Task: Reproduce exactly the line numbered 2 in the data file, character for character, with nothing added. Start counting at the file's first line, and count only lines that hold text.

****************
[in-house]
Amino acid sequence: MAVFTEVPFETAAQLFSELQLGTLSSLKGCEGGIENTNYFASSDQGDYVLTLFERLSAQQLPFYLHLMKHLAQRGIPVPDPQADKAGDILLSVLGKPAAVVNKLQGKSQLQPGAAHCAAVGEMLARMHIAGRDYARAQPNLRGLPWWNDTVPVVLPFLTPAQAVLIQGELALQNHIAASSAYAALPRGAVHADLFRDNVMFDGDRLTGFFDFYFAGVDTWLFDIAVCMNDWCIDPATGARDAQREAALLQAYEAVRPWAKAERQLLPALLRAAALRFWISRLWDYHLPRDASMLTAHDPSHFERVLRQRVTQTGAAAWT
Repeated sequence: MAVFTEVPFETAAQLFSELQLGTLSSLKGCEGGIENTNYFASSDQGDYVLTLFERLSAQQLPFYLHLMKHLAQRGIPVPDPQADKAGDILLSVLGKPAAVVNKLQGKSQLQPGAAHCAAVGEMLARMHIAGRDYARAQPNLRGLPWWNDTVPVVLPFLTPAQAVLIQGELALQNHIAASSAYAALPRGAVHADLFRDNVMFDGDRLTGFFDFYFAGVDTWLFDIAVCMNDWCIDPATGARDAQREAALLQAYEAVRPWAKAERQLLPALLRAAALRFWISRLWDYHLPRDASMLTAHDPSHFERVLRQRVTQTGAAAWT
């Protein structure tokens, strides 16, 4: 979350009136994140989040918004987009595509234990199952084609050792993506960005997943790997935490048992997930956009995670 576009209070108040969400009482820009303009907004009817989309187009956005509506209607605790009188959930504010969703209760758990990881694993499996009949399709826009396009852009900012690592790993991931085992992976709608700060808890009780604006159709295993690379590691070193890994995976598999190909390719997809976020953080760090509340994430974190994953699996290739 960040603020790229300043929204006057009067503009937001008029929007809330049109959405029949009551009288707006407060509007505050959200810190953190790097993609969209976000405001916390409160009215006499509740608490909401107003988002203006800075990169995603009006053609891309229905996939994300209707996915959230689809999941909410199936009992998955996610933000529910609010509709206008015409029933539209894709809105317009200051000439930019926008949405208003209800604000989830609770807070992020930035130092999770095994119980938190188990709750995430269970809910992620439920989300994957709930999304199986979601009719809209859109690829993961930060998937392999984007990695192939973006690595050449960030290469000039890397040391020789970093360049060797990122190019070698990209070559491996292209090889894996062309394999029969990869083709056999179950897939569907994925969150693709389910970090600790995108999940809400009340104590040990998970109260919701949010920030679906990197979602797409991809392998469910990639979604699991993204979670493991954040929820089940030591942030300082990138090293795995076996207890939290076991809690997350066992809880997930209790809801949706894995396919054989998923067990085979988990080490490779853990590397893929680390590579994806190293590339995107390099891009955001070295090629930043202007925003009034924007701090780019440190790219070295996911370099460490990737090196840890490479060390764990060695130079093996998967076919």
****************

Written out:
Amino acid sequence: MAVFTEVPFETAAQLFSELQLGTLSSLKGCEGGIENTNYFASSDQGDYVLTLFERLSAQQLPFYLHLMKHLAQRGIPVPDPQADKAGDILLSVLGKPAAVVNKLQGKSQLQPGAAHCAAVGEMLARMHIAGRDYARAQPNLRGLPWWNDTVPVVLPFLTPAQAVLIQGELALQNHIAASSAYAALPRGAVHADLFRDNVMFDGDRLTGFFDFYFAGVDTWLFDIAVCMNDWCIDPATGARDAQREAALLQAYEAVRPWAKAERQLLPALLRAAALRFWISRLWDYHLPRDASMLTAHDPSHFERVLRQRVTQTGAAAWT